Most folks know Keith Sykes from his days with Jimmy Buffett’s Coral Reefer band, but I knew him back when he was a folkie on Vanguard, for whom he recorded two albums. His friendship with Jerry Jeff Walker was his letter of introduction when he first visited the Keys and met Buffett on day one.
Sykes continued his songwriting and had songs recorded by Walker, Rodney Cowell, and Rosanne Cash, among others. But I lost track of him till he showed up on Mountain Stage in 1993, when he was promoting It’s About Time for John Prine’s label. Now Sykes has a new six-song EP, Little Beach Town, that prompted me to see where he’s been. Well, he has been around, releasing albums as ever, so it’s been me who’s been AWOL.
When I first listened to the EP, several of the songs sounded like they owed a lot to Crowell and Buffett. Understandable, but I revisited those early albums, and it seems Sykes influenced them. He does four songs with a band, with two about beach bars and towns that accurately depict the tourist town I knew well, even though I hung out more with conchs and Cubans. But the two songs Sykes performs solo are the highlights: the lost love of “Coast of Marseilles” and “Drive Myself to Drinkin’,” where he builds a bar in the back of his car so he can drive himself to drink, with swinging doors and tunes that roar. Witty lyrics with a weathered vocal that lets you feel the heartache that belies the witticism. In other words, it’s country music at its best. His “Come As You Are Beach Bar” single is out March 11, and Little Beach Town washes up like a bale of reefer on April 22.
Janiva Magness – Love Wins Again
Only the second woman (after KoKo Taylor) to win the prestigious B.B. King Entertainer of the Year Award from the the Blues Foundations’s Blues Music Awards, Janiva Magness is about to release her 12th album, Love Wins Again. After years with Alligator Records, her new album is being released via Blue Élan Records, an artist-friendly label headed by Kirk Pasich, who shares Magness’ interest in working on behalf of at-risk youth. Magness is an alumnus of the foster care system and is a spokesperson for Casey Family Programs National Foster Care Month as well as an Ambassador for both the Foster Care Alumni of America and the Child Welfare League of America.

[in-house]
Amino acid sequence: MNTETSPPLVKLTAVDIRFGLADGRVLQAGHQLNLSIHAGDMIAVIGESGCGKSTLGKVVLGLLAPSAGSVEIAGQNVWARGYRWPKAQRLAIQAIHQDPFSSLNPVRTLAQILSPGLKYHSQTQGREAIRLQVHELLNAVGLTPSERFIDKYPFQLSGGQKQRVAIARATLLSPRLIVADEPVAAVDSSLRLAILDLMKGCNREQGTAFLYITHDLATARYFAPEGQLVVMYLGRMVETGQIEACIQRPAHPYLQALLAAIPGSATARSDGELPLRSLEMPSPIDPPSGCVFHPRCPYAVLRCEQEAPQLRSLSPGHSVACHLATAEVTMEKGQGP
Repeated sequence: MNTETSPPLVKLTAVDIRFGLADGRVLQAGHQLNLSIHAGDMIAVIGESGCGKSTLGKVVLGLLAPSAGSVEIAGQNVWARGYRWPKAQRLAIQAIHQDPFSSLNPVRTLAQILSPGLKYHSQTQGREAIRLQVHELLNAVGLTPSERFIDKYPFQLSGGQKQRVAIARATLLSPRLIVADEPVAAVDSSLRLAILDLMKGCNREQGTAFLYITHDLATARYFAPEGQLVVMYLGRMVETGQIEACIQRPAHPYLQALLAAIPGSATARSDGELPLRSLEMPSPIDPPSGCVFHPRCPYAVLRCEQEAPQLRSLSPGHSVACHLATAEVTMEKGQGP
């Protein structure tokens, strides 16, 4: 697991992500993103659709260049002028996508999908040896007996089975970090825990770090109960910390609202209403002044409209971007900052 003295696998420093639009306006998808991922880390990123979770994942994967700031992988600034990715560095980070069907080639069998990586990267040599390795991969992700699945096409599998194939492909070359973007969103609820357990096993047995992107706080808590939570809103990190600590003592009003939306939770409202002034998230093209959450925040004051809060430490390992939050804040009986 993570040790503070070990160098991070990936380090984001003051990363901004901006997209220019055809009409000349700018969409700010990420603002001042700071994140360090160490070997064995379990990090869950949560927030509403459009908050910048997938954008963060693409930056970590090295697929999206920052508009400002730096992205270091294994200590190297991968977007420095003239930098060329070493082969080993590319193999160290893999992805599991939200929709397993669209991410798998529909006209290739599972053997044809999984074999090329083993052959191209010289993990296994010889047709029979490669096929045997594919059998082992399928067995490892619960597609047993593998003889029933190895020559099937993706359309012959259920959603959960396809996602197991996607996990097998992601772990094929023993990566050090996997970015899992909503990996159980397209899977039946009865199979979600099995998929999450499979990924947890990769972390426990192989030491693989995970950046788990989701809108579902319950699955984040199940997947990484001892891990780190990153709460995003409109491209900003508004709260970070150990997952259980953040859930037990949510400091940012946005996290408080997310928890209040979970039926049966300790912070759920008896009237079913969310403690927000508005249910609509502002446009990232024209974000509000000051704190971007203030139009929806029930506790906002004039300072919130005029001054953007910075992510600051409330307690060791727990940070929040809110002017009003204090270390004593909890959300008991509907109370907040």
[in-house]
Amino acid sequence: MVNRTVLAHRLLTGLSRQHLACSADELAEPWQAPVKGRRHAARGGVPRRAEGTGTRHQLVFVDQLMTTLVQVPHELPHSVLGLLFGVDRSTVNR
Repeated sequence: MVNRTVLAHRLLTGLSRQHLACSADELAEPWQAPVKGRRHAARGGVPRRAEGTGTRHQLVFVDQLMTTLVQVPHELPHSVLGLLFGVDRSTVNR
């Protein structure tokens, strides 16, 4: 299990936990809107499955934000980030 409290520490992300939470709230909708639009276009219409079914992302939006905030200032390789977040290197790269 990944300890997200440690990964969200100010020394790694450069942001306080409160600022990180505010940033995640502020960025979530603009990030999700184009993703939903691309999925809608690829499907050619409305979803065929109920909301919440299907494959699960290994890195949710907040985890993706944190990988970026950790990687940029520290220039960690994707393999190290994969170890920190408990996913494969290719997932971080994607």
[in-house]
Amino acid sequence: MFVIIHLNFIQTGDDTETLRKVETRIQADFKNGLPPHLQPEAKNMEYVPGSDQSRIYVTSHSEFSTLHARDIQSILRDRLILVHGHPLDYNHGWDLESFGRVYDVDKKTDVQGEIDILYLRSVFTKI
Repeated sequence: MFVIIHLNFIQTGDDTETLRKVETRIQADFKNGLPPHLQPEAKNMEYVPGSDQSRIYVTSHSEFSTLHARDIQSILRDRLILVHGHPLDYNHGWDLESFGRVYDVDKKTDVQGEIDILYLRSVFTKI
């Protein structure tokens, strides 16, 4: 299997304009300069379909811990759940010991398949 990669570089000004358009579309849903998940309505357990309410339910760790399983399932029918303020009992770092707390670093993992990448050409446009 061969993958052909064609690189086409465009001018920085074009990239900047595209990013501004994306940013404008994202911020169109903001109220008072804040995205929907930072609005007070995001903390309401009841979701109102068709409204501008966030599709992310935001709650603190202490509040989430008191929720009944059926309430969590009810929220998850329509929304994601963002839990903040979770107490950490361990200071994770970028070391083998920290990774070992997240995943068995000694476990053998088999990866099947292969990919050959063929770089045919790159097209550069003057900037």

As with her last album, Original, Love Wins Again primarily consists of originals and is a testament to the fact that “love is a bigger power than hate and darkness,” Magness explains. “It’s easy to forget that when we’re struggling or when the world often seems frightening and out of control. But love can transcend barriers between people and cultures, and bring us closer in ways we might not have imagined. Love can also be frightening. It requires opening yourself up and taking risks, but in the end, love will always win.”
The album marks her fifth collaboration with four-time Grammy-nominated producer Dave Darling, whose instincts compel Magness to lead her songs to unpredictable places. He has become her key songwriting foil and is the primary architect of the album’s gorgeous textural sound, which blends acoustic and electric instruments, flourishes of Latin percussion, horns, and an enlightened approach to the studio to create perfect settings for her vocal prowess.
More than just expert range and craft, Magness’ voice rings with sincerity. With songs like “Love Wins Again,” “Doorway,” and “Say You Will,” Magness has proven that she is an accomplished storyteller. The title track begins the album with a zesty, groove-propelled message that’s part manifesto and part testimonial. Magness’ joyful melody soars above the song’s bed of percolating percussion and ringing R&B guitar. Love won again in multiple ways in Magness’ own life last year, through the completion of her memoir, launching a musical based on her life story, and again when she married English bluesman and singer-songwriter T.J. Norton. Love Wins Again begins its winning ways on April 8.